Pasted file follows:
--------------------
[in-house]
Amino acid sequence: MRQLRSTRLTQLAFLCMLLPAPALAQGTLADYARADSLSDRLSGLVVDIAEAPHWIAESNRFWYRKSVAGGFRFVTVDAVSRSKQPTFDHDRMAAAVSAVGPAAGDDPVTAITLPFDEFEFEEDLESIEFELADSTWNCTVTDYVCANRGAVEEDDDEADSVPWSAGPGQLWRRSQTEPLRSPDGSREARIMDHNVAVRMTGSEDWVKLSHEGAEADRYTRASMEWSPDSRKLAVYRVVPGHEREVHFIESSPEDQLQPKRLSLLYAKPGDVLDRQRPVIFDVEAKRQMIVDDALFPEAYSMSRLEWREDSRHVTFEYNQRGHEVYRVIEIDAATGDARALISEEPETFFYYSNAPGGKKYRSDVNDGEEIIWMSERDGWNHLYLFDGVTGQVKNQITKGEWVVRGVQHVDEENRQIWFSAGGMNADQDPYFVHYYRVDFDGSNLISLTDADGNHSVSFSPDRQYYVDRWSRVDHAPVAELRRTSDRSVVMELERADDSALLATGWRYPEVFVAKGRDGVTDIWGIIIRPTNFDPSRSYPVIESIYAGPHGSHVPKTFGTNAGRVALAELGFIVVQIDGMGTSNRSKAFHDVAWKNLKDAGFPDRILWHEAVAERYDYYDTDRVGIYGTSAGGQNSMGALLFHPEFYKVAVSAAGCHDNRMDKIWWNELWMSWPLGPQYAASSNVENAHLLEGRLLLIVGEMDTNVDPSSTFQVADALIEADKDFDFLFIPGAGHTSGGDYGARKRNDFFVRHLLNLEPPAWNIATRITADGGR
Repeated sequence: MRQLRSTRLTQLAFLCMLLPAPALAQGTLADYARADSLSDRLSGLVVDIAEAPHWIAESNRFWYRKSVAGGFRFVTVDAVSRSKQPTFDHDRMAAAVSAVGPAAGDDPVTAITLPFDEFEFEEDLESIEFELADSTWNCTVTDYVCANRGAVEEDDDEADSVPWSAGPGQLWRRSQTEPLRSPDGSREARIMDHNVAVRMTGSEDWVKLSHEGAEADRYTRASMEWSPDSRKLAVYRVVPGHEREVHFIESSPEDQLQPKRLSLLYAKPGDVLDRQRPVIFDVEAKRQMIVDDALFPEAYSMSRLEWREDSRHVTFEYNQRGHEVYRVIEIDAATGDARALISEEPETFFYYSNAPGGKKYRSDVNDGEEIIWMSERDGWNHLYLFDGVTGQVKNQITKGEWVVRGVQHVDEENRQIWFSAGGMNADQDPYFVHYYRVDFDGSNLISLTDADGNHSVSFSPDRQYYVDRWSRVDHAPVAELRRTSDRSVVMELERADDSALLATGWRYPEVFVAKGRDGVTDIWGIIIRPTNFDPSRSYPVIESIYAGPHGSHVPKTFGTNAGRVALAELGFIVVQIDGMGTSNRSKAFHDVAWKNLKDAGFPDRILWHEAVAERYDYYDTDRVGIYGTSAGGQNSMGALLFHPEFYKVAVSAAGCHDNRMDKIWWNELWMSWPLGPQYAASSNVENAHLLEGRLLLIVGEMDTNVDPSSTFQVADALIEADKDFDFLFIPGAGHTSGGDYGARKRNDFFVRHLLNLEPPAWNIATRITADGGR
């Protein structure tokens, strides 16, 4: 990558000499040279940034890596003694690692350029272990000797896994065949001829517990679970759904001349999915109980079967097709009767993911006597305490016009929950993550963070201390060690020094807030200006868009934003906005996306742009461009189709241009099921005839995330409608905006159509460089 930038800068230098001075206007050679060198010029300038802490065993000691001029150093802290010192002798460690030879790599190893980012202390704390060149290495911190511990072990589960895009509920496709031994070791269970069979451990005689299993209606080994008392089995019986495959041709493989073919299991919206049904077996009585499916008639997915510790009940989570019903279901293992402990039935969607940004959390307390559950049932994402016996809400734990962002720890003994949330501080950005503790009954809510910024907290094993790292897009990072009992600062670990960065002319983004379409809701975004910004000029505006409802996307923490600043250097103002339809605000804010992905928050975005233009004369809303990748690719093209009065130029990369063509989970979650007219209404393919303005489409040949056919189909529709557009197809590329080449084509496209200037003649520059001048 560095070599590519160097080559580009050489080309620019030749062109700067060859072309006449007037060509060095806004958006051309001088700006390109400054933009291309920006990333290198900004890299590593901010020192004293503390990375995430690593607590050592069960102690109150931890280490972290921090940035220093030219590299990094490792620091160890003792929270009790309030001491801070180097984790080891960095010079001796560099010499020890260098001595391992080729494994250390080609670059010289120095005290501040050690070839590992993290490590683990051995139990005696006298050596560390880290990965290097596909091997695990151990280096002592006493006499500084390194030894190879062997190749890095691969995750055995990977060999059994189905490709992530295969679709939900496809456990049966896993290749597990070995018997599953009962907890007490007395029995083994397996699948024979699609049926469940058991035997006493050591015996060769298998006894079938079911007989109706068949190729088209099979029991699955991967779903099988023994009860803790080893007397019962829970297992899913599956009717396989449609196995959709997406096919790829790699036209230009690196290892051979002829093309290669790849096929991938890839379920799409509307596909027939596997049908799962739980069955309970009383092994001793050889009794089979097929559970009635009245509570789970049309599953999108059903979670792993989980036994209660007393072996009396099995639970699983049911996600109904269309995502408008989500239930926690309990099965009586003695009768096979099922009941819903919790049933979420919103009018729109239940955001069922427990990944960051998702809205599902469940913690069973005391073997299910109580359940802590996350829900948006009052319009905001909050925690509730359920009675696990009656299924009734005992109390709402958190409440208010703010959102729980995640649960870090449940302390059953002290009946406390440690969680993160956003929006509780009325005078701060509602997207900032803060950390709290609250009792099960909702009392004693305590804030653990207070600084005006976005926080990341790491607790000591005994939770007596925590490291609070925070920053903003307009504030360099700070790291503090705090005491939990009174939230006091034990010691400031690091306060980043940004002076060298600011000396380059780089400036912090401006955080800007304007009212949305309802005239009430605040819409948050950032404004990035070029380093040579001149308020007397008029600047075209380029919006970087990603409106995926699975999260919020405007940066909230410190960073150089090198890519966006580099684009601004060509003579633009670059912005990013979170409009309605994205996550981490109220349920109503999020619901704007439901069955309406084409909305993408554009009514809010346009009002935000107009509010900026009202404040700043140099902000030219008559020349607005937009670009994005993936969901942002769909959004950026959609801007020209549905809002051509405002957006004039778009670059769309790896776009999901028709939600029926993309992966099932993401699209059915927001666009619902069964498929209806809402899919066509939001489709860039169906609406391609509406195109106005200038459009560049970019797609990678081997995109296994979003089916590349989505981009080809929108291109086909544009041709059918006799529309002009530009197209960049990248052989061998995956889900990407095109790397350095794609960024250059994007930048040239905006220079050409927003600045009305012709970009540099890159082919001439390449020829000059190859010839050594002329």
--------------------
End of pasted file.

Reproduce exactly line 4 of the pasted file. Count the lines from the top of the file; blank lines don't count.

């Protein structure tokens, strides 16, 4: 990558000499040279940034890596003694690692350029272990000797896994065949001829517990679970759904001349999915109980079967097709009767993911006597305490016009929950993550963070201390060690020094807030200006868009934003906005996306742009461009189709241009099921005839995330409608905006159509460089 930038800068230098001075206007050679060198010029300038802490065993000691001029150093802290010192002798460690030879790599190893980012202390704390060149290495911190511990072990589960895009509920496709031994070791269970069979451990005689299993209606080994008392089995019986495959041709493989073919299991919206049904077996009585499916008639997915510790009940989570019903279901293992402990039935969607940004959390307390559950049932994402016996809400734990962002720890003994949330501080950005503790009954809510910024907290094993790292897009990072009992600062670990960065002319983004379409809701975004910004000029505006409802996307923490600043250097103002339809605000804010992905928050975005233009004369809303990748690719093209009065130029990369063509989970979650007219209404393919303005489409040949056919189909529709557009197809590329080449084509496209200037003649520059001048 560095070599590519160097080559580009050489080309620019030749062109700067060859072309006449007037060509060095806004958006051309001088700006390109400054933009291309920006990333290198900004890299590593901010020192004293503390990375995430690593607590050592069960102690109150931890280490972290921090940035220093030219590299990094490792620091160890003792929270009790309030001491801070180097984790080891960095010079001796560099010499020890260098001595391992080729494994250390080609670059010289120095005290501040050690070839590992993290490590683990051995139990005696006298050596560390880290990965290097596909091997695990151990280096002592006493006499500084390194030894190879062997190749890095691969995750055995990977060999059994189905490709992530295969679709939900496809456990049966896993290749597990070995018997599953009962907890007490007395029995083994397996699948024979699609049926469940058991035997006493050591015996060769298998006894079938079911007989109706068949190729088209099979029991699955991967779903099988023994009860803790080893007397019962829970297992899913599956009717396989449609196995959709997406096919790829790699036209230009690196290892051979002829093309290669790849096929991938890839379920799409509307596909027939596997049908799962739980069955309970009383092994001793050889009794089979097929559970009635009245509570789970049309599953999108059903979670792993989980036994209660007393072996009396099995639970699983049911996600109904269309995502408008989500239930926690309990099965009586003695009768096979099922009941819903919790049933979420919103009018729109239940955001069922427990990944960051998702809205599902469940913690069973005391073997299910109580359940802590996350829900948006009052319009905001909050925690509730359920009675696990009656299924009734005992109390709402958190409440208010703010959102729980995640649960870090449940302390059953002290009946406390440690969680993160956003929006509780009325005078701060509602997207900032803060950390709290609250009792099960909702009392004693305590804030653990207070600084005006976005926080990341790491607790000591005994939770007596925590490291609070925070920053903003307009504030360099700070790291503090705090005491939990009174939230006091034990010691400031690091306060980043940004002076060298600011000396380059780089400036912090401006955080800007304007009212949305309802005239009430605040819409948050950032404004990035070029380093040579001149308020007397008029600047075209380029919006970087990603409106995926699975999260919020405007940066909230410190960073150089090198890519966006580099684009601004060509003579633009670059912005990013979170409009309605994205996550981490109220349920109503999020619901704007439901069955309406084409909305993408554009009514809010346009009002935000107009509010900026009202404040700043140099902000030219008559020349607005937009670009994005993936969901942002769909959004950026959609801007020209549905809002051509405002957006004039778009670059769309790896776009999901028709939600029926993309992966099932993401699209059915927001666009619902069964498929209806809402899919066509939001489709860039169906609406391609509406195109106005200038459009560049970019797609990678081997995109296994979003089916590349989505981009080809929108291109086909544009041709059918006799529309002009530009197209960049990248052989061998995956889900990407095109790397350095794609960024250059994007930048040239905006220079050409927003600045009305012709970009540099890159082919001439390449020829000059190859010839050594002329």